Jan 27 - May 9
Sep 1 - Dec 12
One semester of college-level ecology, biology, or environmental studies/science
In Kenya, the survival of human and wildlife populations hinges on the availability of all critical resources. Spend your semester in the world-famous national parks and stunning landscapes of Kenya while studying the country’s diverse wildlife and engaging in hands-on conservation research. Here, in the heart of the Great Rift Valley, climate change and land use adjustments are negatively affecting Kenya’s ecosystems and those living in them. Research the root causes of these changes and how different conservation strategies can benefit both humans and wildlife.
Spring – November 15
Fall – May 1
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This academically rigorous program follows a six-day/week schedule. The interdisciplinary curriculum is designed to help students actively discover and understand the complexities of environmental, social, and economic issues in Kenya. Read more about the SFS program model.
Major academic themes include:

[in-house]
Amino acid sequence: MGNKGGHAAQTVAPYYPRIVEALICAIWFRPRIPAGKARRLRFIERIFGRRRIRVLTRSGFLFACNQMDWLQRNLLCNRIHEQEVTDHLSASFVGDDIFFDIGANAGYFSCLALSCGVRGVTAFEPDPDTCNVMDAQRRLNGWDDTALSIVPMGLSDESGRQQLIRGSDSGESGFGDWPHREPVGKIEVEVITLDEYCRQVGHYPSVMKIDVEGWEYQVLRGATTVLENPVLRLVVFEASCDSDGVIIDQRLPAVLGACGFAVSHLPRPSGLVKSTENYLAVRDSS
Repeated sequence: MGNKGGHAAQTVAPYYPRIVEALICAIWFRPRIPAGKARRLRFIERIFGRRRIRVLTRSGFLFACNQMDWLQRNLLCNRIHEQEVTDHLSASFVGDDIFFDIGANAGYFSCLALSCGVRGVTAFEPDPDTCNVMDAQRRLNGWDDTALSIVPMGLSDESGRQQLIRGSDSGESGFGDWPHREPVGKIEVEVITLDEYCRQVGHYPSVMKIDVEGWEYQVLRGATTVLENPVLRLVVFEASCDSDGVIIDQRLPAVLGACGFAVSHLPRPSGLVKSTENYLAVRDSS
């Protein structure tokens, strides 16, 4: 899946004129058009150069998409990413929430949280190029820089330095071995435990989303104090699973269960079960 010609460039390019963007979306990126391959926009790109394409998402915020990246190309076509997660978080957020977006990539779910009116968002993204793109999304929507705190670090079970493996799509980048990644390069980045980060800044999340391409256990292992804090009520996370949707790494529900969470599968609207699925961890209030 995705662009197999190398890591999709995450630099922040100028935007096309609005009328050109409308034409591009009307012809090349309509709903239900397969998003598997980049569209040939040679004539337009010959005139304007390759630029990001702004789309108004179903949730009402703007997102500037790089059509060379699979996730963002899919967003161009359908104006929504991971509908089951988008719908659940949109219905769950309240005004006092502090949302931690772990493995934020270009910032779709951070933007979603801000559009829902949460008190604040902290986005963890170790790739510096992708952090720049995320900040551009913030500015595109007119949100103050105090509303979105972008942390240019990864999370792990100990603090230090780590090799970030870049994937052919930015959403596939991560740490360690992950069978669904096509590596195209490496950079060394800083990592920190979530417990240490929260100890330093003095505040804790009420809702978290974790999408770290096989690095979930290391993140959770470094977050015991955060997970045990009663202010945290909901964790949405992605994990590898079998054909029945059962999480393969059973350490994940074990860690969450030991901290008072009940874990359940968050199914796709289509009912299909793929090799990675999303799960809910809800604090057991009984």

On the Wildlife and Human Dimensions of Conservation program, you will take three 4-credit disciplinary courses, one 2-credit language and culture course, and a 4-credit capstone Directed Research course. Courses are participatory in nature and are designed to foster inquiry and active learning. Each course combines lectures, field exercises, assignments, tests, and research. All courses are taught in English.
Click on each course to view a description and download a syllabus.
You will gain practical skills in the field such as: GIS, wildlife census techniques, natural resource valuation, water quality assessment, basic Swahili language skills, interview and survey methods, research design and implementation, quantitative and qualitative data collection and analysis, and research presentation.
You will visit different ecosystems and communities which may include: the vast savannas at the foot of Mt. Kilimanjaro, national parks and wildlife management areas in the Amboseli-Tsavo ecosystem, ranches and farms, rural villages, Maasai Mara National Reserve, conservancies, and farms, acacia forests, Indigenous communities, and wildlife migratory corridors.
In the Directed Research course, each student completes a field research project under the mentorship of a faculty member – beginning with data collection and analysis and concluding with a research paper and presentation. Project subject areas span ecology, natural resource management, conservation science, environmental ethics, and socioeconomics.Find Out More
The Center lies in the heart of Kenya’s Rift Valley, nestled between three world-famous national parks. The snow-capped peak of Mt. Kilimanjaro towers over miles of savanna, replete with a diversity of wildlife. Students and staff live on a sprawling, grassy campus made up of traditional thatched bandas (cabins) and a central chumba (main building), just down the road from the small town of Kimana.